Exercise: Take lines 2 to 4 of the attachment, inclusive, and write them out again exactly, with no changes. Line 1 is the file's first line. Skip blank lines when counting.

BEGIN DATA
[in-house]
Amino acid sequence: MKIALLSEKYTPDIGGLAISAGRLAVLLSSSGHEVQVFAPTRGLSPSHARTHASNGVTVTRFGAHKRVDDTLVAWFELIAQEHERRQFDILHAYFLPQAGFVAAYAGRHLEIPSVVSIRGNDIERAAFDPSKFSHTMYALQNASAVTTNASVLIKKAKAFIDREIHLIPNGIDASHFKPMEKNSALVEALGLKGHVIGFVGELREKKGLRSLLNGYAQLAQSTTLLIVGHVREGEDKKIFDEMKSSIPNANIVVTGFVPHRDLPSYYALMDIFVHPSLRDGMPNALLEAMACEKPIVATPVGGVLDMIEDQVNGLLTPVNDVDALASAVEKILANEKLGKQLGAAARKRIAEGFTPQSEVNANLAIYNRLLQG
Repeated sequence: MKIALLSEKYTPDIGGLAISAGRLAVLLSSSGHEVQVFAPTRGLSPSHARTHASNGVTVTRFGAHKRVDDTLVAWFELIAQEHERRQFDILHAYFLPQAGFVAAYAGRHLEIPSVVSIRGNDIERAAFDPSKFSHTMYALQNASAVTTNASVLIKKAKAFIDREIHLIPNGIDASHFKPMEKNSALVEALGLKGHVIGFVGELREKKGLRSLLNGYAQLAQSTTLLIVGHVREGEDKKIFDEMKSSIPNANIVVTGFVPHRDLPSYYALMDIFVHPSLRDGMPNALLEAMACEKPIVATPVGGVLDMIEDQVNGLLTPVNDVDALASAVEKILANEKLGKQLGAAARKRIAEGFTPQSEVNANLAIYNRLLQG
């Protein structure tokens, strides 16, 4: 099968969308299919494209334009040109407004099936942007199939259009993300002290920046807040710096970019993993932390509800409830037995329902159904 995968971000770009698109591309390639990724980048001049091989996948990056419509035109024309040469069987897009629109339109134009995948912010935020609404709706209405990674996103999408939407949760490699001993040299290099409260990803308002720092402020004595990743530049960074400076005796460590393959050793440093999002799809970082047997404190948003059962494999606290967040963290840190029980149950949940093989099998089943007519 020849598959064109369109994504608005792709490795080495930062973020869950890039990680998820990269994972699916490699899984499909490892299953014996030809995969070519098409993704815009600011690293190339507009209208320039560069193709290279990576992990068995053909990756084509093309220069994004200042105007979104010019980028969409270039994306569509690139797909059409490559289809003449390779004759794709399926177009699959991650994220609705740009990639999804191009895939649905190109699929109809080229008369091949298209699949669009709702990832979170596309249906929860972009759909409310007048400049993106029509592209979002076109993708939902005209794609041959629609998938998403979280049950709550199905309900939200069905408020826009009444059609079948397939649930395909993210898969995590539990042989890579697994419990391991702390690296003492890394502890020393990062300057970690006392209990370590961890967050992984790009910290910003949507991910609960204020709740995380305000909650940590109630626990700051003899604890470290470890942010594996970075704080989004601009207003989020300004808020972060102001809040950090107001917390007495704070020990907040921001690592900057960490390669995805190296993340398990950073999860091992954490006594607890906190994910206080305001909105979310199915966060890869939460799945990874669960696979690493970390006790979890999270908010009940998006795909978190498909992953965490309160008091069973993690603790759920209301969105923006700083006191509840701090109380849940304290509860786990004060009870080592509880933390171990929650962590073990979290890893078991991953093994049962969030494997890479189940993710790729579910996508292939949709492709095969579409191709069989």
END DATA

Amino acid sequence: MKIALLSEKYTPDIGGLAISAGRLAVLLSSSGHEVQVFAPTRGLSPSHARTHASNGVTVTRFGAHKRVDDTLVAWFELIAQEHERRQFDILHAYFLPQAGFVAAYAGRHLEIPSVVSIRGNDIERAAFDPSKFSHTMYALQNASAVTTNASVLIKKAKAFIDREIHLIPNGIDASHFKPMEKNSALVEALGLKGHVIGFVGELREKKGLRSLLNGYAQLAQSTTLLIVGHVREGEDKKIFDEMKSSIPNANIVVTGFVPHRDLPSYYALMDIFVHPSLRDGMPNALLEAMACEKPIVATPVGGVLDMIEDQVNGLLTPVNDVDALASAVEKILANEKLGKQLGAAARKRIAEGFTPQSEVNANLAIYNRLLQG
Repeated sequence: MKIALLSEKYTPDIGGLAISAGRLAVLLSSSGHEVQVFAPTRGLSPSHARTHASNGVTVTRFGAHKRVDDTLVAWFELIAQEHERRQFDILHAYFLPQAGFVAAYAGRHLEIPSVVSIRGNDIERAAFDPSKFSHTMYALQNASAVTTNASVLIKKAKAFIDREIHLIPNGIDASHFKPMEKNSALVEALGLKGHVIGFVGELREKKGLRSLLNGYAQLAQSTTLLIVGHVREGEDKKIFDEMKSSIPNANIVVTGFVPHRDLPSYYALMDIFVHPSLRDGMPNALLEAMACEKPIVATPVGGVLDMIEDQVNGLLTPVNDVDALASAVEKILANEKLGKQLGAAARKRIAEGFTPQSEVNANLAIYNRLLQG
């Protein structure tokens, strides 16, 4: 099968969308299919494209334009040109407004099936942007199939259009993300002290920046807040710096970019993993932390509800409830037995329902159904 995968971000770009698109591309390639990724980048001049091989996948990056419509035109024309040469069987897009629109339109134009995948912010935020609404709706209405990674996103999408939407949760490699001993040299290099409260990803308002720092402020004595990743530049960074400076005796460590393959050793440093999002799809970082047997404190948003059962494999606290967040963290840190029980149950949940093989099998089943007519 020849598959064109369109994504608005792709490795080495930062973020869950890039990680998820990269994972699916490699899984499909490892299953014996030809995969070519098409993704815009600011690293190339507009209208320039560069193709290279990576992990068995053909990756084509093309220069994004200042105007979104010019980028969409270039994306569509690139797909059409490559289809003449390779004759794709399926177009699959991650994220609705740009990639999804191009895939649905190109699929109809080229008369091949298209699949669009709702990832979170596309249906929860972009759909409310007048400049993106029509592209979002076109993708939902005209794609041959629609998938998403979280049950709550199905309900939200069905408020826009009444059609079948397939649930395909993210898969995590539990042989890579697994419990391991702390690296003492890394502890020393990062300057970690006392209990370590961890967050992984790009910290910003949507991910609960204020709740995380305000909650940590109630626990700051003899604890470290470890942010594996970075704080989004601009207003989020300004808020972060102001809040950090107001917390007495704070020990907040921001690592900057960490390669995805190296993340398990950073999860091992954490006594607890906190994910206080305001909105979310199915966060890869939460799945990874669960696979690493970390006790979890999270908010009940998006795909978190498909992953965490309160008091069973993690603790759920209301969105923006700083006191509840701090109380849940304290509860786990004060009870080592509880933390171990929650962590073990979290890893078991991953093994049962969030494997890479189940993710790729579910996508292939949709492709095969579409191709069989």